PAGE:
Op-ed: Working class still under attack

“My sweat and my wages they don’t seem to weigh out, I’m gettin’ more aches than I’m gainin’ in gold.” — “Hard Times” by Tyler Childers


Every Labor Day, without fail, there is no shortage of hypocrites and charlatans offering wishes of a happy holiday and pledging fealty to the working people of America, even as they vote to degrade and dismantle the working class. Republican officeholders who have passed right-to-work laws and repeal of prevailing wage laws and who constantly disparage organized labor and collective bargaining rights as extremist plots just love to share pictures by the barbecue to their social media with smiles on their elitist faces.

Union members have brought to all of the workforce they possibly can (the struggle continues) all of the following: the 8-hour workday, the 40-hour work week, weekends, child labor laws, overtime pay, holiday pay, paid sick leave, paid parental/family leave, workplace safety and accommodation laws, the minimum wage, guaranteed pensions (though these are almost unheard of now) and much more. None of this was the result of corporate or industry benevolence.

A recent report from the Institute for Policy Studies found that the CEOs of the largest 100 companies paying the lowest wages among the Fortune 500 made an average of $601 for every $1 earned by their average worker in 2022. These companies paid workers, including workers outside the U.S. and part-time workers, a median wage of just $31,672 last year, while their CEOs received an average of $15.3 million. 90 of these companies conducted stock buybacks to raise their share prices, spending a collective $341.2 billion on their own shares from January 2020 to May 2023.

It would be dishonest to blame only the political right and their preferred business entities, though. As Starbucks employees at locations across the country have voted to unionize, the company has been on a union-busting crusade. To quote from a piece in The Guardian by Steven Greenhouse, “The regional offices of the National Labor Relations Board (NLRB) have brought 100 separate cases against Starbucks–an extraordinarily high number–which together allege more than 1,000 illegal actions, many of them in retaliation against workers for unionizing: from closing stores because they had unionized to reducing workers’ hours after their stores unionized. The NLRB has also filed an unusual nationwide complaint accusing Starbucks of refusing to bargain at 163 unionized stores across 28 states.” Not one unionized Starbucks has achieved an agreed contract to date.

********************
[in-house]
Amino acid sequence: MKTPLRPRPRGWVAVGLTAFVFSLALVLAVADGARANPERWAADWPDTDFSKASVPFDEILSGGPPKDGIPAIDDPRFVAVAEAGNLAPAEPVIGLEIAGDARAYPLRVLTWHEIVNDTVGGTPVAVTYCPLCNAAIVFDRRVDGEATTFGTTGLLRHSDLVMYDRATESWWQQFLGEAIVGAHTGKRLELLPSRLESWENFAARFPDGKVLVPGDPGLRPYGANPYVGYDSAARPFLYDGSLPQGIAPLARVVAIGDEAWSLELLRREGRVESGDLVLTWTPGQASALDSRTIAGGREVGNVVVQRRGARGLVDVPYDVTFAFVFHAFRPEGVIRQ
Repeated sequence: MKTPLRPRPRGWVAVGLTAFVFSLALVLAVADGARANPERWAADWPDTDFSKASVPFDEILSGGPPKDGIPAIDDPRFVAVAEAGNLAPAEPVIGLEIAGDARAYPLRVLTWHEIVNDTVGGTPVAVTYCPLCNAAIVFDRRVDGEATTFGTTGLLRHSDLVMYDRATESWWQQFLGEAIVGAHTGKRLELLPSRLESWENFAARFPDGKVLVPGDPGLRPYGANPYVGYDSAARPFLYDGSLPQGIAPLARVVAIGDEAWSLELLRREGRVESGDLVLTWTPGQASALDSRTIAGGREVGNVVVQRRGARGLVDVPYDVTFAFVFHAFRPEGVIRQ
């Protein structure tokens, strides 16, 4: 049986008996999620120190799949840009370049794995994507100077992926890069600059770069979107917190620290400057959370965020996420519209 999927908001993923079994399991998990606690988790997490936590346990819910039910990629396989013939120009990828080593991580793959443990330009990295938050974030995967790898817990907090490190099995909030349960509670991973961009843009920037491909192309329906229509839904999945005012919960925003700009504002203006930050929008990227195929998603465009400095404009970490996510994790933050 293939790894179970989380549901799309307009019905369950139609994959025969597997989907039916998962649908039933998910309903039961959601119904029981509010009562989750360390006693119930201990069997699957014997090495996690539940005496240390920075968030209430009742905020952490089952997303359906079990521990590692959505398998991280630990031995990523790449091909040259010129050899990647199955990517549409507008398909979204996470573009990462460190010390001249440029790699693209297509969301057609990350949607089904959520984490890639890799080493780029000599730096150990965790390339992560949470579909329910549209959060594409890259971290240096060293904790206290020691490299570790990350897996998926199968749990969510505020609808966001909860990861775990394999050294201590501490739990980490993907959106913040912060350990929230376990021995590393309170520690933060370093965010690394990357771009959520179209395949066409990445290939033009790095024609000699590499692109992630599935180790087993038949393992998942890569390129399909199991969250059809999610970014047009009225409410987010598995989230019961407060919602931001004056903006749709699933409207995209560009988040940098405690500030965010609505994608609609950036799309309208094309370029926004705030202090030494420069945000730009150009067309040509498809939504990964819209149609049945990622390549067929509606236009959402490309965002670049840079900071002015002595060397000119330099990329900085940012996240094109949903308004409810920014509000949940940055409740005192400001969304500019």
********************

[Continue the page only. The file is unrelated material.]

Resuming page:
Legislation that would make crucial reforms to labor law, protecting workers’ rights to organize and guaranteeing contracts are reached in a timely manner, has been pending in Congress now for years. It’s called the Protecting the Right to Organize (PRO) Act. U.S. Senate Republicans have killed this legislation with the filibuster and Sen. Joe Manchin III (D-WV), who says he supports the act, along with Sen. Kyrsten Sinema (D-AZ), have allowed them to do so. Why would any self-respecting union member ever vote Republican or for any Democrat or third-party member who would fail to protect their organizing and bargaining rights?

Another area where Republicans, and far too many Democrats, fail when it comes to American labor is in education policy and the teaching of labor history. How many graduates of West Virginia’s high schools or even colleges and universities, for example, can recount and explain the details of the events of the Battle of Blair Mountain or the West Virginia Mine Wars more broadly? It is a major disservice to deprive schoolchildren from about the middle school level onward of lessons surrounding the history of organized labor and the blood shed and lives lost to wrest power from the hands of capital so that labor can be at least somewhat safe and prosperous.

Powerful forces with inexhaustible financial assets to spend on lobbying largesse and campaign finance don’t want to see the PRO Act passed or labor history accurately and completely taught. This goes hand-in-hand with why these same forces and their puppets (in the Republican Party especially) don’t want complete and accurate Black or Indigenous or LGBTQ+ history taught and why they don’t want legislation passed to right systemic and institutional wrongs this history has wrought. It’s all a threat to the existing power structure.

True class solidarity is also racial/ethnic solidarity; it’s sex and gender solidarity; it’s solidarity with those who suffer with disabilities, people of all ages, people of all faiths and no faith at all; it’s solidarity with climate and environmental movements, immigrants (documented and not), those victimized by the criminal justice system and those seeking reproductive healthcare, including abortion. Anything short of this is not true solidarity.

I hope you’ll keep an eye out on future Labor Days for the hypocrites and charlatans. United we bargain, divided we beg.


Eric Engle is a local union steward.

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